Why study female sexuality in a moment when so many people feel that they are “non-binary”? The short answer is because of the long history of diminishing, dismissing, misrepresenting, and even weaponizing women’s sexuality.
In 1918, Nina McCall, then a teenage girl, was confronted on the sidewalk by her town’s sheriff and ordered to immediately submit to a medical examination. Nina had never undergone a gynecological exam before, (and as such, this experience left her traumatized and bleeding), nor had she had any sexual contact with a man. So when the medical officer told her she had gonorrhea, she understandably protested. The doctor “turned on her and thundered, with all the authority of his position and his gender, ‘Young lady, do you mean to call me a liar?’” Nina was ultimately remanded to a detention hospital.
During World War II, the government commissioned artists to make propaganda posters comparing “loose” women to loaded guns:
These are two examples of the “American Plan,” a “social hygiene” campaign ostensibly devised to protect the nation from sexually transmitted infections. As a result of the Plan, tens or perhaps hundreds of thousands of allegedly "promiscuous" American women were quarantined, detained, and forced to undergo gynecological exams—that is, sexually assaulted. (If you’re interested in learning more about the American Plan, check out THE TRIALS OF NINA McCALL Sex, Surveillance, and the Decades- Long Government Plan to Imprison “Promiscuous” Women by Scott W. Stern, or his article in Time.) Epidemiologists participated in creating this “public education campaign.” It’s commonly known that women are more susceptible to infection than men—Dr. Debby Herbenick says, “In terms of anatomy, vaginas leave women more exposed and vulnerable to sexually transmitted infections than male anatomy, since the penis is covered with skin which serves as a good barrier for several STIs.” So why would epidemiologists figure “loose” women as vectors of transmission and infection? They were creating a pretext to show men and women alike that female sexuality, untethered from male control, is dangerous and morally corrosive. It is literally a "national disease."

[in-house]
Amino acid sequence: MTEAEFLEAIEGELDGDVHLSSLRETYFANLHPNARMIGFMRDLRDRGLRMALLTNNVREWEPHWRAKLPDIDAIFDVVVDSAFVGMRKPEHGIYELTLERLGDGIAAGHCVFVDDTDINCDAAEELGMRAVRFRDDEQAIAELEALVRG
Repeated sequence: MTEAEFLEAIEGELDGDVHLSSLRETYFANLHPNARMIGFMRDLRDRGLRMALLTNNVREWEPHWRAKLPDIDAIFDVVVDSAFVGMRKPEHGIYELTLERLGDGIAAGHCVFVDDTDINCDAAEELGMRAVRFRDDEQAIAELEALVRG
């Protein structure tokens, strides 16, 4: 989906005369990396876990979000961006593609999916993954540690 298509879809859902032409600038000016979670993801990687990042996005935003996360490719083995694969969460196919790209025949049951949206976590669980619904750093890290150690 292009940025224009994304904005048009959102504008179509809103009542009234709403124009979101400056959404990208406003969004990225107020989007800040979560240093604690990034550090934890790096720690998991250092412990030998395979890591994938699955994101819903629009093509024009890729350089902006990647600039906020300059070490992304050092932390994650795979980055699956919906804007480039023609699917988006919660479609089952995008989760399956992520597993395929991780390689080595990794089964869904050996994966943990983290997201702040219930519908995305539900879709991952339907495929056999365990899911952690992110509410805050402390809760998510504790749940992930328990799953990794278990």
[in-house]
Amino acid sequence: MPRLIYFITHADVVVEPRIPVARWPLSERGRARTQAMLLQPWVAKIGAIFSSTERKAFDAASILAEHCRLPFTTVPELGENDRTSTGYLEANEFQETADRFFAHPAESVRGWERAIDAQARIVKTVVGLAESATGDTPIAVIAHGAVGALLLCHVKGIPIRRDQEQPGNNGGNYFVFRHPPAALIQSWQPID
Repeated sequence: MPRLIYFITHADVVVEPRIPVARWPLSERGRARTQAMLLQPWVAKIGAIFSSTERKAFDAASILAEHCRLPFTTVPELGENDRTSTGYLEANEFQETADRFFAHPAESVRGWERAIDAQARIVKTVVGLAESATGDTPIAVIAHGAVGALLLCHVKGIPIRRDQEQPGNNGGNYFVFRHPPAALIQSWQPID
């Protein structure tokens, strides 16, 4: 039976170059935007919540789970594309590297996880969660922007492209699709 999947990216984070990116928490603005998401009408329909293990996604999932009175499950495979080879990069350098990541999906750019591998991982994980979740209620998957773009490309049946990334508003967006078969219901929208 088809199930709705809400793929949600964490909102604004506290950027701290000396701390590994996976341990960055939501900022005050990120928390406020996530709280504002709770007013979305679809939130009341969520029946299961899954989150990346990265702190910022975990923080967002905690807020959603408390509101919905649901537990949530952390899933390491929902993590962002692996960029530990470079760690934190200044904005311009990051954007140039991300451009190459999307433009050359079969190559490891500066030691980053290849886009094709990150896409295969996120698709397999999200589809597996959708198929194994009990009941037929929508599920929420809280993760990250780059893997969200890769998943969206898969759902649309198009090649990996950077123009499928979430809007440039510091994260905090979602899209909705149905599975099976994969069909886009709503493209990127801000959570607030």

But that was in the early 20th Century, surely we’re more enlightened than that now, right? Wrong. A psychiatrist recently told me about a harrowing experience a female patient of hers had in an emergency room—in 2019. The patient sometimes experienced acute and debilitating anxiety; during one such episode, she called her psychiatrist who suggested they meet at the local hospital emergency room. The patient showed up early. By the time the psychiatrist arrived, her patient had been diagnosed as manic depressive by the ER’s attending physician, an "experienced" male doctor, and she’d been given antipsychotics. When the psychiatrist protested that her patient did not have bipolar disorder and did not need medication, the attending physician said he’d taken the patient’s sexual history and upon hearing she’d had six partners in 13 months, presumed that a woman with such a “high” partner count must be in the throes on a manic episode. It couldn’t be that the woman simply enjoyed sex—no, it must be mental illness. But this kind of oppression happens at the state level, as well. Make no mistake: bills like the ones just passed in Ohio, Georgia, and Alabama to ban abortion at conception are attempts by the state to control women’s sexuality by controlling their reproductive choices.
And it’s much worse for women of color. Going back to our country’s founding, the rape of enslaved women was justified by their “inherent” sexual insatiability, their “innate” promiscuity. Fast forward to the American Plan, which hugely disproportionately victimized black women, and we see that these deep-rooted stereotypes were maintained, as the implementers of the Plan “enthusiastically warned that nonwhite women were less moral, intent on infecting soldiers and that blacks in particular were a ‘syphilis soaked race.’”
In more recent history, scholars like bell hooks, Patricia Hill Collins, and Mireille Miller Young examine how sexuality has been used to keep black women in particular contained. Young, for instance, has written extensively on the fact that within sex work like stripping or pornography, where black bodies are highly fetishized and exoticized, black workers make substantially less money under substantially worse conditions. In Young’s words, “it speaks to the ways in which there's this simultaneous problem: a deep desire to have those bodies present and to consume those bodies as commodities, but a deep disgust for black people, our humanity and our bodies, at the same time that allows that devaluing to function.”
What is it about female sexuality and sexual expression that society finds so threatening? Why did we create a culture wherein women who lust think of themselves as freaks—and supposed medical professionals diagnose them as literally mentally ill?
I study and write about female sexuality because of the long history and present moment where women have their sexuality dictated to them by men in power. And it’s time for a change.